— -- Minnesota police may have pulled over Philando Castile on the night he died because they thought he resembled a robbery suspect because of his "wide-set nose," audio from police dispatch indicates.
On July 6 around 9 p.m., two officers pulled over Castile for a broken taillight while he was driving in Falcon Heights, according to his girlfriend, Diamond Reynolds, who was in the car, along with her 4-year-old daughter. During the stop, one of the officers shot Castile several times.
St. Anthony police officers Jeronimo Yanez and Joseph Kauser were identified last week as the two officers involved, according to the Minnesota Department of Public Safety Bureau of Criminal Apprehension.
In the audio, which was obtained by ABC News today, an officer can be heard saying that he is going to pull over a car to check identifications and that he has "reason to pull it over." (ABC News has edited the audio to condense the action.)
Then the officer says the people in the car look like robbery suspects, noting the driver's "wide-set nose."
"The two occupants just look like people that were involved in a robbery," the officer says. "The driver looks more like one of our suspects, just 'cause of the wide-set nose."
Castile was shot multiple times and later died at a hospital. In a July 7 statement, the Minnesota Department of Public Safety Bureau of Criminal Apprehension said Yanez was the shooter.
"Officer Yanez approached the vehicle from the driver's side and Officer Kauser from the passenger side. At one point during the interaction, Officer Yanez discharged his weapon striking Castile multiple times. No one else was injured," the statement said. "A gun was recovered at the scene. Officer Yanez radioed a request for an ambulance."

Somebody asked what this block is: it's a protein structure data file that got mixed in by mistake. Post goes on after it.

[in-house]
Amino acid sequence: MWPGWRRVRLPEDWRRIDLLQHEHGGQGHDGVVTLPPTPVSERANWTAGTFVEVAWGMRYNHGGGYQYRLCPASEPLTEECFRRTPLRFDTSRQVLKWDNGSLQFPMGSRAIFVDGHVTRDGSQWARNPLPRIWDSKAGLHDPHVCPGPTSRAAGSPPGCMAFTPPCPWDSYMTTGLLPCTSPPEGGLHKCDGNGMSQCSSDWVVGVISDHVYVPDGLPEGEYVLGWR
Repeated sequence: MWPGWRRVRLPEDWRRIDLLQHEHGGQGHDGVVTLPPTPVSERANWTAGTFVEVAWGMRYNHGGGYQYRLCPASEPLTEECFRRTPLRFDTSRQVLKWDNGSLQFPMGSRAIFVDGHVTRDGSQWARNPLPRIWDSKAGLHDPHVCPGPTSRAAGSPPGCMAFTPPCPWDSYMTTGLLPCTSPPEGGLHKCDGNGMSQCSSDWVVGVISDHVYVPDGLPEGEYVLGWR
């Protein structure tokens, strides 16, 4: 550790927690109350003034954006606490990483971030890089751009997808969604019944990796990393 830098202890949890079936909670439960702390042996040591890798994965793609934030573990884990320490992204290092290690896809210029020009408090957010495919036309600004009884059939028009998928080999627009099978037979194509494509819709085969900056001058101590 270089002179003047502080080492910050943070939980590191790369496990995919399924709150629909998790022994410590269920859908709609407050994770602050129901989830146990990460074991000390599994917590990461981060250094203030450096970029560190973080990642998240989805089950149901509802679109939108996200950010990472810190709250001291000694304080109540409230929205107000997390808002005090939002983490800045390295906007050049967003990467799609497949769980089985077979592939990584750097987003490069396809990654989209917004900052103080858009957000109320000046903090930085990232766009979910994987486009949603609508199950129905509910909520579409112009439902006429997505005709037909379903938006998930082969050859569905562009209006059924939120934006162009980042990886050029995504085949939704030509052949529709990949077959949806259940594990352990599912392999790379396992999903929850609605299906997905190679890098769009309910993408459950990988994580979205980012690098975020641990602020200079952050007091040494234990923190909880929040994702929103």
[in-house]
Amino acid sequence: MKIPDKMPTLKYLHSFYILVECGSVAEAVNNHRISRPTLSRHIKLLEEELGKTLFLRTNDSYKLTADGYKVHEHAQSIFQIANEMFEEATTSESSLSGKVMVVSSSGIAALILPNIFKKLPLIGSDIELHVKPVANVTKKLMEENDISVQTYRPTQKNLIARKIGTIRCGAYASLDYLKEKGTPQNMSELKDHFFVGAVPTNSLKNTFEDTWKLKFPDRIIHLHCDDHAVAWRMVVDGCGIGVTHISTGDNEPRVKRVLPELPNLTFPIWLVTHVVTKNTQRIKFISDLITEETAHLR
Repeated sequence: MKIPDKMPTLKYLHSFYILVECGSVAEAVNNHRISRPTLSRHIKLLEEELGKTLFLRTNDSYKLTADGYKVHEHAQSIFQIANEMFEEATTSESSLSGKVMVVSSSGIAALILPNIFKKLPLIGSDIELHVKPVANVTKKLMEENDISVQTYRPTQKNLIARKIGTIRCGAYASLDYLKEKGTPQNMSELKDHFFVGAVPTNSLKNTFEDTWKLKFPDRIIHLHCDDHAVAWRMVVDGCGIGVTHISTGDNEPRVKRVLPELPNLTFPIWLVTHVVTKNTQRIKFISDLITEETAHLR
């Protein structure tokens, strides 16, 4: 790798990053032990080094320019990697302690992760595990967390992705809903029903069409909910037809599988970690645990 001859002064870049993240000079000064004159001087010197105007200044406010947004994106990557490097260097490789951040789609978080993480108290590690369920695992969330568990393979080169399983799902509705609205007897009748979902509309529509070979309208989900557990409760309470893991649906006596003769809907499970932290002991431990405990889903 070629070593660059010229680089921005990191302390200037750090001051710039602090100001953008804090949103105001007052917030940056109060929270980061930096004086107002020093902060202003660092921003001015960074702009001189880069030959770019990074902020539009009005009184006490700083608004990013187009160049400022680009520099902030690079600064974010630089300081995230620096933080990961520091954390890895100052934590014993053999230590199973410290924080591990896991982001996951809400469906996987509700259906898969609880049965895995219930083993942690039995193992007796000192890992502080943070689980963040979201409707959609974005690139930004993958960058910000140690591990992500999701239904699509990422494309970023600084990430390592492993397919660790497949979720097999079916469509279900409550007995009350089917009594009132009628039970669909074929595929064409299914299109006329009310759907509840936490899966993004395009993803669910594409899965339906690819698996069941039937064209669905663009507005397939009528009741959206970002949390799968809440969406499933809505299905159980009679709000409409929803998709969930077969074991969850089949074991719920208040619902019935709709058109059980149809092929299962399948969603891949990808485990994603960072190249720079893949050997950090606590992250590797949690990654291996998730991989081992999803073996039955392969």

The aftermath, including Castile bleeding, was caught on video by Reynolds, which she live-streamed on Facebook.
When the officer initially approached the car, Reynolds said, Castile had told him that he was carrying a firearm.
"I told him not to reach for it," the officer can be heard saying in the background of Reynolds' video. "I told him not to get his hand out."
The Minnesota Department of Public Safety Bureau of Criminal Apprehension launched an independent investigation July 7 on the officer's use of force, said Commissioner of Public Safety Mona Dohman.
The Department of Justice "will continue to monitor the Minnesota Bureau of Criminal Apprehension investigation into the death of Philando Castile and stands ready to provide assistance to the bureau as needed," the department said in a statement.
The two officers involved in the shooting death have been with the St. Anthony Police Department for four years and are now on administrative leave.
In an interview recently, Tom Kelly, an attorney for Yanez, said that the officer pulled Castile over in part because he resembled a robbery suspect. The day before Castile's shooting, police released images of suspects from a recent robbery. Kelly said Yanez had reason to pull over Castile and reason to use deadly force.
"There was more than one reason to stop the car. There was more than the reason that the brake light was cracked," Kelly said. "This incident had nothing to do with race and everything to do with the presence of a gun."
But in an interview with ABC News today, Reynolds said the gun was never a threat. She said last week that after she informed the officer that her boyfriend was licensed to carry, Castile was shot multiple times.
"[Castile] was never even asked was he armed or anything. We told him. He told him," she said.
A bystander who took video of Castile's car at the scene said the taillights on Castile's car were working that night.
"They said there was a taillight in the back that was out, but there's no taillight out. You can see the car is on," Gregory Ford says in the video, which shows multiple police vehicles with flashing lights behind Castile's car.
St. Anthony police declined to comment on the audio.